Syria suffered a storm of diplomatic protest on Tuesday when more than a dozen nations, including Britain and America, expelled the country's ambassadors or formally rebuked its envoys following the Houla massacre.
One by one, President Bashar al-Assad’s representatives in capitals across the world, ranging from Washington to Berlin and from London to Canberra, were ordered to pack up and leave.
The “coordinated move” to ostracise the regime was designed to “send a stark message” of revulsion over the Houla killings, said a Foreign Office spokesman.
At least 80 of those who died in that “abominable” incident were summarily executed in two separate massacres last Friday, according to the United Nations.
In an interview on Thursday night, Francois Hollande, the new French president, said the use of armed force could be possible following Houla, but that it had to be carried out under UN auspices.
“An armed intervention is not excluded on the condition that it is carried out with respect to international law, meaning after deliberation by the United Nations Security Council,” he said.
Rupert Colville, spokesman for the UN High Commission for Human Rights, said that fewer than 20 of the 108 victims were killed by tank or artillery fire. The rest were shot at close range, with 49 children and 34 women counted among the dead. “What is very clear is this was an absolutely abominable event that took place in Houla, and at least a substantial part of it was summary executions of civilians, women and children,” said Mr Colville. “At this point, it looks like entire families were shot in their houses.” Local people blamed the pro-regime al-Shabiha militia, he added.
America held the “Syrian government responsible for this slaughter of innocent lives”, said a State Department spokesman, adding that Syria’s Charge d’Affaires, Zuheir Jabbour, would be given three days to leave Washington.
On Monday, Britain called in the most senior diplomat left at the Syrian Embassy in London to receive a formal protest. Yesterday, Ghassan Dalla, the Charge d’Affaires, was summoned back to the Foreign Office and given seven days to leave, along with two of his colleagues.
Mr Assad’s regime withdrew Syria’s ambassador from London in March. The impending departures mean that Syria’s embassy in Belgrave Square will be down to a skeleton staff of four diplomats.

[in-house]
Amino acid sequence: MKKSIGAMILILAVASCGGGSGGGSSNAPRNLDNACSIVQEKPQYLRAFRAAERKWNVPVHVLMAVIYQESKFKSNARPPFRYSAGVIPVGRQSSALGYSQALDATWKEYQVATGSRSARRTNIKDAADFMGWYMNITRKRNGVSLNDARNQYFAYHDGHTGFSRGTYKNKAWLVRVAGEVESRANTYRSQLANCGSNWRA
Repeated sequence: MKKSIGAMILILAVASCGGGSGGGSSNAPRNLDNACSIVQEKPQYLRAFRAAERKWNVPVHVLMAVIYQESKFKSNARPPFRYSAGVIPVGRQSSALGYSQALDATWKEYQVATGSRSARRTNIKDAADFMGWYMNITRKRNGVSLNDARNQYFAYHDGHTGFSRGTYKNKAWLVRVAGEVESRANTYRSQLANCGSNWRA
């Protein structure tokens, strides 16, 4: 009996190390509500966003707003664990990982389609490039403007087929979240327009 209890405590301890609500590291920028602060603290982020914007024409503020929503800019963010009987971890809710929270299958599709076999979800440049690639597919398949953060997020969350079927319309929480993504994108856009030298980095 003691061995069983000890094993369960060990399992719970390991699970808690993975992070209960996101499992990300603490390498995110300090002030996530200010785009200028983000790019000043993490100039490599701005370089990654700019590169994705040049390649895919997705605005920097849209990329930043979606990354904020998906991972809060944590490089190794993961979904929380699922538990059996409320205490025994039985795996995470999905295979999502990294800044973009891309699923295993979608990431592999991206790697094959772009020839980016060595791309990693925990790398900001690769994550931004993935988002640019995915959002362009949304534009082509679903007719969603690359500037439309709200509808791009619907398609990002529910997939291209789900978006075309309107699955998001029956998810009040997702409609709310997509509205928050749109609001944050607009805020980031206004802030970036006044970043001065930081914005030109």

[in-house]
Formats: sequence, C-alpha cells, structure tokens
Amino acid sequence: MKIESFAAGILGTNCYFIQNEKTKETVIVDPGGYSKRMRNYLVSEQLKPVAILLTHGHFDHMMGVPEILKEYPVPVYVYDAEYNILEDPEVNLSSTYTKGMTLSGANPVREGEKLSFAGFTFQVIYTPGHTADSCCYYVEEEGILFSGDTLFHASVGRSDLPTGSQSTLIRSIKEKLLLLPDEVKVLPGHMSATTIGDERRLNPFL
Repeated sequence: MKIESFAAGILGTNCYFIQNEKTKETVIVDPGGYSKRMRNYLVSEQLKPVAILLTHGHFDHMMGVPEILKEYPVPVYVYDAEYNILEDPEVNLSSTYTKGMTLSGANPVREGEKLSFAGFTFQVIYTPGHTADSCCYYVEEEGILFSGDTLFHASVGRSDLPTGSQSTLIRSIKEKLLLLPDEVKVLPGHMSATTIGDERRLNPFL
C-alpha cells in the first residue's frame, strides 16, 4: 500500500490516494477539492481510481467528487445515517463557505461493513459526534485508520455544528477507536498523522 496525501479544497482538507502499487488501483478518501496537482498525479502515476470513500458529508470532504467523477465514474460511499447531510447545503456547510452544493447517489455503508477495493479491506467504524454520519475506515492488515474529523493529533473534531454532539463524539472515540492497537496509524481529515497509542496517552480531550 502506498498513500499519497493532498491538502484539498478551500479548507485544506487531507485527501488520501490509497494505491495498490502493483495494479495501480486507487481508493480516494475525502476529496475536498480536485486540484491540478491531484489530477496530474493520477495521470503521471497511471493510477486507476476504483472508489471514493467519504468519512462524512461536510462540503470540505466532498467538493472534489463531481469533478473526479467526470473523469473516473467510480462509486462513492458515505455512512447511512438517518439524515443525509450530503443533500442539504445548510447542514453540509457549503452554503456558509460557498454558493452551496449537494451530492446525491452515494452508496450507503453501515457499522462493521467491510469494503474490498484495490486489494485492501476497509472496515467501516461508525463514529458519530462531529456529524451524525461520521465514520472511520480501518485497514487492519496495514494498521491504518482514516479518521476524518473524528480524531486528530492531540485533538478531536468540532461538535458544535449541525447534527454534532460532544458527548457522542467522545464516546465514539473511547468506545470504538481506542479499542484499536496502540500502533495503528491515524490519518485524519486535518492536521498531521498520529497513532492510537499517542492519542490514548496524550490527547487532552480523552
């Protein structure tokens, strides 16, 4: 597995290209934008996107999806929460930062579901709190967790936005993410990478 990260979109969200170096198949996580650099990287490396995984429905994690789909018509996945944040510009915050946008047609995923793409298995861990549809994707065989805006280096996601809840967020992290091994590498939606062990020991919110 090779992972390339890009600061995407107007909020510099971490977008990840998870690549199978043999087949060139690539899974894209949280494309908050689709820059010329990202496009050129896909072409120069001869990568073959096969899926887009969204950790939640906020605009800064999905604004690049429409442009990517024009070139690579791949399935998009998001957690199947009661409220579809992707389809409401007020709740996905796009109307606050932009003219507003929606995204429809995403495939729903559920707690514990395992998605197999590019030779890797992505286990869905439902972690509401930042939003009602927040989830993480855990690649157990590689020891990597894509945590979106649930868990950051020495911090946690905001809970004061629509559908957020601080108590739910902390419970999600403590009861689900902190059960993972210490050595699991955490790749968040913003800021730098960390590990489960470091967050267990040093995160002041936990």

William Hague, the Foreign Secretary, said the expulsions were intended to “get the message across” to Mr Assad that the “international community is appalled by the violence that has continued, by the behaviour of the regime and by the murder of so many innocent people”.
Meanwhile, the French government denounced Mr Assad’s “murderous folly” and ordered the Syrian ambassador to leave Paris. Germany, Italy, Bulgaria, Spain, Switzerland and Australia all told Syria’s envoys to leave their respective capitals. Canada announced the removal of all Syrian diplomats from Ottawa; Belgium, Holland and Greece delivered formal protests.
The primary goal, said Mr Hague, was to ensure that Mr Assad obeyed the six-point peace plan devised by Kofi Annan, the former UN secretary general.
“We will seek other ways to increase the pressure as well. We are discussing in the European Union a further tightening of sanctions on Syria,” added the Foreign Secretary.
Mr Annan met the Syrian leader in Damascus yesterday to urge the full implementation of his plan. Afterwards, Mr Annan spoke with unusual bluntness, saying: “We are at a tipping point. The Syrian people do not want the future to be one of bloodshed and division. Yet the killings continue and the abuses are still with us today. As I reminded the President, the international community will soon be reviewing the situation. I appealed to him for bold steps now – not tomorrow, now – to create momentum for the implementation of the plan.”
The Annan plan calls for a ceasefire, the withdrawal of forces from major cities, the release of prisoners and a “Syrian-led political process” designed to resolve the country’s conflict. Crucially, it does not urge Mr Assad to step down and the obligation to stop fighting falls equally on his forces and the rebels.
However, the president argues that his security forces have done nothing but respond to the violence of his opponents. Accordingly, the state media reported that Mr Assad could not press ahead with implementing the peace plan unless the “terrorism” of the opposition came to an end.
Mr Annan’s words suggested that he might declare that his efforts have failed, in which case the international community would consider tightening sanctions on Syria, while some countries would choose to arm the regime’s enemies. “I appealed to the President as the government and stronger partner in
this conflict to be bold for the Syrian people,” said Mr Annan.